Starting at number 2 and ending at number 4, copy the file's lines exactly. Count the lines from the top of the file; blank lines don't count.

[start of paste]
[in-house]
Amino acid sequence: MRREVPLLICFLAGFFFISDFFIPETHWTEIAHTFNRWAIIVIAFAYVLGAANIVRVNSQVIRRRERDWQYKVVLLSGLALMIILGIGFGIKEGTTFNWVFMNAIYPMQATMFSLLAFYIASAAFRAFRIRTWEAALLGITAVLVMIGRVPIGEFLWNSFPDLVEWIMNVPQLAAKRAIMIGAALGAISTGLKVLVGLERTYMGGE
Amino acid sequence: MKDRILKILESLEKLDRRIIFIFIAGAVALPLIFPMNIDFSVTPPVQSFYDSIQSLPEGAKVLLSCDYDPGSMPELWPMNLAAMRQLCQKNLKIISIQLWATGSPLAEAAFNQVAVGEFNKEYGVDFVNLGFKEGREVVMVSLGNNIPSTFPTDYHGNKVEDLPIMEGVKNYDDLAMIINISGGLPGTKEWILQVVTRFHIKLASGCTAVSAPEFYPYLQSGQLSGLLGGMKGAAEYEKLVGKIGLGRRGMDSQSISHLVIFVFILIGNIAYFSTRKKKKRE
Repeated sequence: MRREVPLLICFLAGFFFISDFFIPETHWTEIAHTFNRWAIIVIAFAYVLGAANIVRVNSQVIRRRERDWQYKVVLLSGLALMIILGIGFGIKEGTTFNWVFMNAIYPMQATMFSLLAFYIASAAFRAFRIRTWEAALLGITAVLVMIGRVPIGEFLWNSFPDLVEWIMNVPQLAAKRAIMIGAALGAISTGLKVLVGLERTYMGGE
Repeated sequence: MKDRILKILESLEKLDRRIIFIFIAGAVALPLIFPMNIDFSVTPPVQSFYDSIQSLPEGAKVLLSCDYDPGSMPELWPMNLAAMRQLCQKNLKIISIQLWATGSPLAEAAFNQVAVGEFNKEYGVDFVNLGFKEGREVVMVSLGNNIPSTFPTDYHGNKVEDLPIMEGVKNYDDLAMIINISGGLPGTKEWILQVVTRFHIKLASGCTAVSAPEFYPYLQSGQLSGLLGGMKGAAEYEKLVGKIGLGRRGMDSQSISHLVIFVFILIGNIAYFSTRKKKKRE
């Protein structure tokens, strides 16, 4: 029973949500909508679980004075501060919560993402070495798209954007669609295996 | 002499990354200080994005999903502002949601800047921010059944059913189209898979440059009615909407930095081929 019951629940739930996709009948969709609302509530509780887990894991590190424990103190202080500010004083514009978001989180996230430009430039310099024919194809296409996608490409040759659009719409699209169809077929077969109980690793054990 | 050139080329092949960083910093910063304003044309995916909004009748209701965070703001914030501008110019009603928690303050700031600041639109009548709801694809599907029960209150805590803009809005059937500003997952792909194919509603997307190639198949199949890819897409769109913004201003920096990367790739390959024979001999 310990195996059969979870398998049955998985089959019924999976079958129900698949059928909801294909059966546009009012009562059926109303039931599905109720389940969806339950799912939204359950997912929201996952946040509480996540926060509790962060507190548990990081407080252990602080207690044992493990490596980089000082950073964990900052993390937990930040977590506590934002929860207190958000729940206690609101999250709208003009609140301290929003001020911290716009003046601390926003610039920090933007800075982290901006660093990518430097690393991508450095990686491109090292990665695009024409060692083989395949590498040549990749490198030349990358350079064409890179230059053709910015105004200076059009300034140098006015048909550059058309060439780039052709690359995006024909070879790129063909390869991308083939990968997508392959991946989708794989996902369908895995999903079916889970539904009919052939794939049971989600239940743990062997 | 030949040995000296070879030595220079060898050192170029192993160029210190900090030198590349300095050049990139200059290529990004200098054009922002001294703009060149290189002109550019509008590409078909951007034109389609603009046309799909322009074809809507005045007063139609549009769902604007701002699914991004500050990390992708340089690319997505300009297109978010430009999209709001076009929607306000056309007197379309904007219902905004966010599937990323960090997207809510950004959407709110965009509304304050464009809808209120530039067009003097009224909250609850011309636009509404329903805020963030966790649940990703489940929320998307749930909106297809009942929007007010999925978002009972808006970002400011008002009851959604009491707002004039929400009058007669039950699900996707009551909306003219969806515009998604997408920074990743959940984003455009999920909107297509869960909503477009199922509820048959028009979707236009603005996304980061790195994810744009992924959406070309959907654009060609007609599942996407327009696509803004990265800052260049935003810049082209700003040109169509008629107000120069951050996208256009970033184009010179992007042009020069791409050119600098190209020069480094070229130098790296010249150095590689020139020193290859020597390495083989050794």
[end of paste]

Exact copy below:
Amino acid sequence: MRREVPLLICFLAGFFFISDFFIPETHWTEIAHTFNRWAIIVIAFAYVLGAANIVRVNSQVIRRRERDWQYKVVLLSGLALMIILGIGFGIKEGTTFNWVFMNAIYPMQATMFSLLAFYIASAAFRAFRIRTWEAALLGITAVLVMIGRVPIGEFLWNSFPDLVEWIMNVPQLAAKRAIMIGAALGAISTGLKVLVGLERTYMGGE
Amino acid sequence: MKDRILKILESLEKLDRRIIFIFIAGAVALPLIFPMNIDFSVTPPVQSFYDSIQSLPEGAKVLLSCDYDPGSMPELWPMNLAAMRQLCQKNLKIISIQLWATGSPLAEAAFNQVAVGEFNKEYGVDFVNLGFKEGREVVMVSLGNNIPSTFPTDYHGNKVEDLPIMEGVKNYDDLAMIINISGGLPGTKEWILQVVTRFHIKLASGCTAVSAPEFYPYLQSGQLSGLLGGMKGAAEYEKLVGKIGLGRRGMDSQSISHLVIFVFILIGNIAYFSTRKKKKRE
Repeated sequence: MRREVPLLICFLAGFFFISDFFIPETHWTEIAHTFNRWAIIVIAFAYVLGAANIVRVNSQVIRRRERDWQYKVVLLSGLALMIILGIGFGIKEGTTFNWVFMNAIYPMQATMFSLLAFYIASAAFRAFRIRTWEAALLGITAVLVMIGRVPIGEFLWNSFPDLVEWIMNVPQLAAKRAIMIGAALGAISTGLKVLVGLERTYMGGE